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THE UNDERGROUND RAILROAD

What if the metaphorical Underground Railroad had been an actual…underground railroad, complete with steam locomotive pulling a “dilapidated box car” along a subterranean nexus of steel tracks?

For roughly its first 60 pages, this novel behaves like a prelude to a slave narrative which is, at once, more jolting and sepulchral than the classic firsthand accounts of William Wells Brown and Solomon Northup. Its protagonist, Cora, is among several African-American men and women enslaved on a Georgia plantation and facing a spectrum of savage indignities to their bodies and souls. A way out materializes in the form of an educated slave named Caesar, who tells her about an underground railroad that can deliver her and others northward to freedom. So far, so familiar. But Whitehead, whose eclectic body of work encompasses novels (Zone One, 2011, etc.) playing fast and loose with “real life,” both past and present, fires his most daring change-up yet by giving the underground railroad physical form. This train conveys Cora, Caesar, and other escapees first to a South Carolina also historically unrecognizable with its skyscrapers and its seemingly, if microscopically, more liberal attitude toward black people. Compared with Georgia, though, the place seems so much easier that Cora and Caesar are tempted to remain, until more sinister plans for the ex-slaves’ destiny reveal themselves. So it’s back on the train and on to several more stops: in North Carolina, where they’ve not only abolished slavery, but are intent on abolishing black people, too; through a barren, more forbidding Tennessee; on to a (seemingly) more hospitable Indiana, and restlessly onward. With each stop, a slave catcher named Ridgeway, dispensing long-winded rationales for his wicked calling, doggedly pursues Cora and her diminishing company of refugees. And with every change of venue, Cora discovers anew that “freedom was a thing that shifted as you looked at it, the way a forest is dense with trees up close but from outside, the empty meadow, you see its true limits.” Imagine a runaway slave novel written with Joseph Heller’s deadpan voice leasing both Frederick Douglass’ grim realities and H.P. Lovecraft’s rococo fantasies…and that’s when you begin to understand how startlingly original this book is.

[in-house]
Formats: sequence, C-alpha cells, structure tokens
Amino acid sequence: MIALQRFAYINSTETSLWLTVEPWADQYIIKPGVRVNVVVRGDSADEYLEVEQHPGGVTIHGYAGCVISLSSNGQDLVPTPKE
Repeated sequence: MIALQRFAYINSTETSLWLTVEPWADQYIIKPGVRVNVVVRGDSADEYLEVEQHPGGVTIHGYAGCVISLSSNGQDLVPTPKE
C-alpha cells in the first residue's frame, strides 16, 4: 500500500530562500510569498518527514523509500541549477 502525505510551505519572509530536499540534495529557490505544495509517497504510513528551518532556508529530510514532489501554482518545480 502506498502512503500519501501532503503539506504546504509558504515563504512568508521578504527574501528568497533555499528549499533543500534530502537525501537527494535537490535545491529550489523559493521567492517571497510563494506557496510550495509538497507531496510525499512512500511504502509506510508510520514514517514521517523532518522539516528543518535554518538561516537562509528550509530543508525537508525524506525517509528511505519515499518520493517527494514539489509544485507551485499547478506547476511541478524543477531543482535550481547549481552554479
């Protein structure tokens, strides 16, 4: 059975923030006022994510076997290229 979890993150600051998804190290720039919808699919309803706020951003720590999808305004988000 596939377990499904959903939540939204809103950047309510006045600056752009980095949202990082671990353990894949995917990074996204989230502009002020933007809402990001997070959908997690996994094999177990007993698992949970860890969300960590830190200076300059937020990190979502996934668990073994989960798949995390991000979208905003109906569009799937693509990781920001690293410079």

Whitehead continues the African-American artists' inquiry into race mythology and history with rousing audacity and razor-sharp ingenuity; he is now assuredly a writer of the first rank.